Republicans are in a race to craft open-Internet legislation before the U.S. Federal Communications Commission imposes its own rules, and some core principles of net neutrality may hang in the balance. In the meantime, there should be no shortage of cash to fuel the fight.

Two of the architects of the Republican plan -- Rep. Fred Upton of Michigan and Rep. Greg Walden of Oregon -- received more money from cable-industry interests than almost any other members of Congress, campaign finance records show.

Comcast Corporation interests top the list of contributors to Upton’s most recent re-election bid, according to the Washington-based nonprofit Center for Responsive Politics, which compiles campaign data on its Open Secrets website. The data shows Upton received $44,500 from Comcast-related donors, including employees of the company and its political action committee. Meanwhile, records from the Federal Election Commission show that no fewer than 15 senior Comcast executives contributed $1,000 or more to Upton’s 2014 campaign.

Upton U.S. House Rep. Fred Upton, R-Mich., who is chairman of the Committee on Energy and Commerce, helped draft open-Internet legislation. Photo:

Even for Comcast, a sophisticated lobbying entity known for spreading bipartisan cash around Washington, that’s a high number. Of all 435 members of the U.S. House of Representatives, Upton ranked No. 4 on the Comcast recipient list, CRP data for 2014 shows. No. 3 on the list was Walden, a coauthor of the draft legislation, who received $47,250 from Comcast-related donors during the most recent election cycle.

Asked about the contributions, Sena Fitzmaurice, a spokeswoman for Comcast, pointed out that the company contributes to most members of the House Energy and Commerce Committee and the Senate Commerce Committee, including Democrats opposed to the Republican plan. (Upton is  chairman of the House committee.) She said, in most instances, Comcast donates larger amounts to representatives in states where it has an increased presence -- for instance, in Michigan and Oregon -- and “not because of any particular issue.”

Net neutrality is no different than any other large issue in Washington, with money flowing in from companies on both sides of the issue. Google Inc., which supports tougher regulations on broadband companies, recently surpassed Comcast as the top company for federal lobbying. But Upton and Walden received far less from the Silicon Valley giant than they have from Comcast.

In terms of receiving campaign donations from cable-industry interests, Upton and Walden are nearly unmatched. A May 2014 report from MapLight -- a nonprofit research firm based in Berkeley, California, that tracks money’s influence on politics -- showed both congressmen were among the top five recipients of cable-industry interests, Upton at No. 4 with $65,000 and Walden at No. 1 with $109,250.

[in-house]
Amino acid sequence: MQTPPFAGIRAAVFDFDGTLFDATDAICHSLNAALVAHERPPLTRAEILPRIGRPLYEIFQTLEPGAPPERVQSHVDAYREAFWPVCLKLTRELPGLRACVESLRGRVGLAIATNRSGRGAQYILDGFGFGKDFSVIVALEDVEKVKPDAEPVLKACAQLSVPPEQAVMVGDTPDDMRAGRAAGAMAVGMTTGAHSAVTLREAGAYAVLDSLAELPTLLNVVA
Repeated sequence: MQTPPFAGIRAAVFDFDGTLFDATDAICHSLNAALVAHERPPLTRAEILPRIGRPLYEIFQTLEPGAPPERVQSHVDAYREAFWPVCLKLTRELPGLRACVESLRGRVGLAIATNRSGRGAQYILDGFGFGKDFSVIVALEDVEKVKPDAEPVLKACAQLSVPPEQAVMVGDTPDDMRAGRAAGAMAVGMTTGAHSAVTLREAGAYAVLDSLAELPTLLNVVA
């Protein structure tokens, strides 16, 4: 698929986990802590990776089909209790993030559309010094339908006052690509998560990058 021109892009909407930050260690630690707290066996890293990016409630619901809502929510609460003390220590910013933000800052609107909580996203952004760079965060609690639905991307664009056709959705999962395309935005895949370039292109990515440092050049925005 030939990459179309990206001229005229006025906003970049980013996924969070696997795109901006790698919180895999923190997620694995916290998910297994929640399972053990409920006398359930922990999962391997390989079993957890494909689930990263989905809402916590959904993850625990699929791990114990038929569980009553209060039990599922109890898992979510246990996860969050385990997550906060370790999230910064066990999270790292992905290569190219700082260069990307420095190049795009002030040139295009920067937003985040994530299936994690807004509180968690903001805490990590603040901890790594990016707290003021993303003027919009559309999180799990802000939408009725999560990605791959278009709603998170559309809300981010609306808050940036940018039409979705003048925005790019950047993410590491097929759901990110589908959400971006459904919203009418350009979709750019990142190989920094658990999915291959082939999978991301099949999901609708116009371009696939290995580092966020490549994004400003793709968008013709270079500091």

And it isn’t just Comcast. Donors with an interest in Verizon Communications Inc. and AT&T Inc. gave $35,200 and $20,000, respectively, to Upton’s most recent campaign. Both companies have voiced strong opposition to reclassifying broadband as a utility, which would impose stricter relations on providers.

The Republicans’ open-Internet plan would essentially neutralize the FCC’s authority to impose net neutrality rules. The draft legislation, introduced by Upton and Sen. John Thune, R-S.D., last week, was discussed at length in the House and Senate on Wednesday. Supporters of the plan say it would preserve and protect net neutrality, but critics insist it is riddled with loopholes that would allow broadband providers to prioritize some types of content over others. The proposal would ban paid prioritization of content, but it provides exceptions for “reasonable network management” and “specialized services,” which critics say are vague terms.

Open-Internet advocates say it’s worth looking at which special interests are providing the most financial support to the legislators crafting the bill. “The corporations are essentially writing this law,” Timothy Karr, senior director of strategy for Free Press, a New Jersey-based public advocacy group focused on Internet access and media ownership issues, told International Business Times.

Representatives for Upton and Walden’s offices didn't respond to requests for comment.

Upton is a longtime supporter of cable-industry interests and notably threw his weight behind Comcast’s merger with NBCUniversal, which was completed in 2011. At a 2010 subcommittee hearing examining the merger's impact, Upton referred to Ralph J. Roberts, Comcast’s co-founder and former chief executive, as a “good friend.” He also owns stock in the company.

Authors of the Republican plan are describing it as a work-in-progress that is likely to be amended before being formally introduced.

Karr said the proposal, as written, would allow broadband companies to make good on plans to control more of the Internet. “They have always sought vague language in any open-Internet rule that would allow them to legally defend that kind of prioritization and discriminatory practice,” he said.

The FCC is set to unveil its proposed rules on Feb. 5 and vote on them Feb. 26.

Christopher Zara is a senior writer who covers media and culture. Got a news tip? Email me here. Follow me on Twitter @christopherzara.